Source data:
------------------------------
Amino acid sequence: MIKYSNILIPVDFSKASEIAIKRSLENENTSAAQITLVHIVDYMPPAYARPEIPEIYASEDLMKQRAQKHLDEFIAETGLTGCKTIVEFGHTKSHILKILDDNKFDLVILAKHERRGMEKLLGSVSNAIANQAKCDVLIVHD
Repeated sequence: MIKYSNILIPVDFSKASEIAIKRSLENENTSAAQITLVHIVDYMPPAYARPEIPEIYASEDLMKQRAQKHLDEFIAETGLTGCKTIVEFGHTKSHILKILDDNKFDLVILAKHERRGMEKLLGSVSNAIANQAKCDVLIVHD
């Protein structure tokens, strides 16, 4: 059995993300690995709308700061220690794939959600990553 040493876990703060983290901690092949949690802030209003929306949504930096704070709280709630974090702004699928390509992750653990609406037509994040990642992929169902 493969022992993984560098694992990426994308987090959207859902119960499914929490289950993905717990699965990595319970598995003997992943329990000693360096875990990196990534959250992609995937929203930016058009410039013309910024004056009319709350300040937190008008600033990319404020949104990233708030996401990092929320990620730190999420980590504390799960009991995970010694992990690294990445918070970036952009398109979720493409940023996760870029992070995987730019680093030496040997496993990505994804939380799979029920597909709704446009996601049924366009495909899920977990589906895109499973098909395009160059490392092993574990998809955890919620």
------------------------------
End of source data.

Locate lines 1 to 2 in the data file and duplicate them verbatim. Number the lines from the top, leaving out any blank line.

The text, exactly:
Amino acid sequence: MIKYSNILIPVDFSKASEIAIKRSLENENTSAAQITLVHIVDYMPPAYARPEIPEIYASEDLMKQRAQKHLDEFIAETGLTGCKTIVEFGHTKSHILKILDDNKFDLVILAKHERRGMEKLLGSVSNAIANQAKCDVLIVHD
Repeated sequence: MIKYSNILIPVDFSKASEIAIKRSLENENTSAAQITLVHIVDYMPPAYARPEIPEIYASEDLMKQRAQKHLDEFIAETGLTGCKTIVEFGHTKSHILKILDDNKFDLVILAKHERRGMEKLLGSVSNAIANQAKCDVLIVHD